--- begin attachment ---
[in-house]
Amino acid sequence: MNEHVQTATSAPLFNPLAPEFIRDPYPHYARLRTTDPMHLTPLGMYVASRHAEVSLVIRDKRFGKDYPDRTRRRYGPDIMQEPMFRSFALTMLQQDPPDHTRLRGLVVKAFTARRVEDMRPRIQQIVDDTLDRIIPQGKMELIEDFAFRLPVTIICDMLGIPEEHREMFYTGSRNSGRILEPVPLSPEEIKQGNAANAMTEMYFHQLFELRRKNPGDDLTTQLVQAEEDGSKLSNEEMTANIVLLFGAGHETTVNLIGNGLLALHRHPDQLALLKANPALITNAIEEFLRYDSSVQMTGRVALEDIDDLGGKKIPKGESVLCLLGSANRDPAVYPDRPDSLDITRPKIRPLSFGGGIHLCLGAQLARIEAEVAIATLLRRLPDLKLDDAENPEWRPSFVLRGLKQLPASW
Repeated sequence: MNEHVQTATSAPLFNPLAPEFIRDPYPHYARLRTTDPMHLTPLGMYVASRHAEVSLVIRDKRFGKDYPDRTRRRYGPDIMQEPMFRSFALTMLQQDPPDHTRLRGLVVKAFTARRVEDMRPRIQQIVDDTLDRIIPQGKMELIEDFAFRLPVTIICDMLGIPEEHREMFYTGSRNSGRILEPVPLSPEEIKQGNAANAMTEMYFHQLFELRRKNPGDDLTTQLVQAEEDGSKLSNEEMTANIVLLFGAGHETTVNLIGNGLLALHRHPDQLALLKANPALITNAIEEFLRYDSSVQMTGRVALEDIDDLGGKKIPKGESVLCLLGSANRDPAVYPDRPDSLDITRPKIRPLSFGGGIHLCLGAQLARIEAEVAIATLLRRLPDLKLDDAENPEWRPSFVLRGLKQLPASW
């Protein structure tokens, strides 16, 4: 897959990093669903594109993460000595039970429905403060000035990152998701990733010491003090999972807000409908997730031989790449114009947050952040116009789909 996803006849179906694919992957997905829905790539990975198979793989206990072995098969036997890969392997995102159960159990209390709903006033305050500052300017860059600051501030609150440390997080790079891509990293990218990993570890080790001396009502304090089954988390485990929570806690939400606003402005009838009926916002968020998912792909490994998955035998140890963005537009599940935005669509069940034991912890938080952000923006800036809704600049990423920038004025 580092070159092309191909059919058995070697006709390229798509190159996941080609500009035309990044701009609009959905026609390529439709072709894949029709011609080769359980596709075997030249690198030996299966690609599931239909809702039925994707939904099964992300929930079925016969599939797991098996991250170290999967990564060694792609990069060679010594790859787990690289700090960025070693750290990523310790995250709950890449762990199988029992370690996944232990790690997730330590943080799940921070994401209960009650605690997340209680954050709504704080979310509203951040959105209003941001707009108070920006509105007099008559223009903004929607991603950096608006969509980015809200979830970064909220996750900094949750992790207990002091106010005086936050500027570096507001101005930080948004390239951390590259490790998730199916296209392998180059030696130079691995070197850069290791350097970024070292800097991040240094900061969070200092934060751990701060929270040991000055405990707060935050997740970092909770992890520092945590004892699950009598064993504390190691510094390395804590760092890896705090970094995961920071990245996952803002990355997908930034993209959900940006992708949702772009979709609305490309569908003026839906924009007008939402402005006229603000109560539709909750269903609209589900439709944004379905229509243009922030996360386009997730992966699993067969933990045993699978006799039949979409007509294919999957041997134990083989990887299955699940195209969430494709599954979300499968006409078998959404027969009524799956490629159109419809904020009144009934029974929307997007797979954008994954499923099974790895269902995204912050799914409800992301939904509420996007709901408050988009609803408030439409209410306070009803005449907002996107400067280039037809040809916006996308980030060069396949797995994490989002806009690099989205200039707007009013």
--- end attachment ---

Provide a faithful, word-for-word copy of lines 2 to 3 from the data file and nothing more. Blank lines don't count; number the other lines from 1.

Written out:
Amino acid sequence: MNEHVQTATSAPLFNPLAPEFIRDPYPHYARLRTTDPMHLTPLGMYVASRHAEVSLVIRDKRFGKDYPDRTRRRYGPDIMQEPMFRSFALTMLQQDPPDHTRLRGLVVKAFTARRVEDMRPRIQQIVDDTLDRIIPQGKMELIEDFAFRLPVTIICDMLGIPEEHREMFYTGSRNSGRILEPVPLSPEEIKQGNAANAMTEMYFHQLFELRRKNPGDDLTTQLVQAEEDGSKLSNEEMTANIVLLFGAGHETTVNLIGNGLLALHRHPDQLALLKANPALITNAIEEFLRYDSSVQMTGRVALEDIDDLGGKKIPKGESVLCLLGSANRDPAVYPDRPDSLDITRPKIRPLSFGGGIHLCLGAQLARIEAEVAIATLLRRLPDLKLDDAENPEWRPSFVLRGLKQLPASW
Repeated sequence: MNEHVQTATSAPLFNPLAPEFIRDPYPHYARLRTTDPMHLTPLGMYVASRHAEVSLVIRDKRFGKDYPDRTRRRYGPDIMQEPMFRSFALTMLQQDPPDHTRLRGLVVKAFTARRVEDMRPRIQQIVDDTLDRIIPQGKMELIEDFAFRLPVTIICDMLGIPEEHREMFYTGSRNSGRILEPVPLSPEEIKQGNAANAMTEMYFHQLFELRRKNPGDDLTTQLVQAEEDGSKLSNEEMTANIVLLFGAGHETTVNLIGNGLLALHRHPDQLALLKANPALITNAIEEFLRYDSSVQMTGRVALEDIDDLGGKKIPKGESVLCLLGSANRDPAVYPDRPDSLDITRPKIRPLSFGGGIHLCLGAQLARIEAEVAIATLLRRLPDLKLDDAENPEWRPSFVLRGLKQLPASW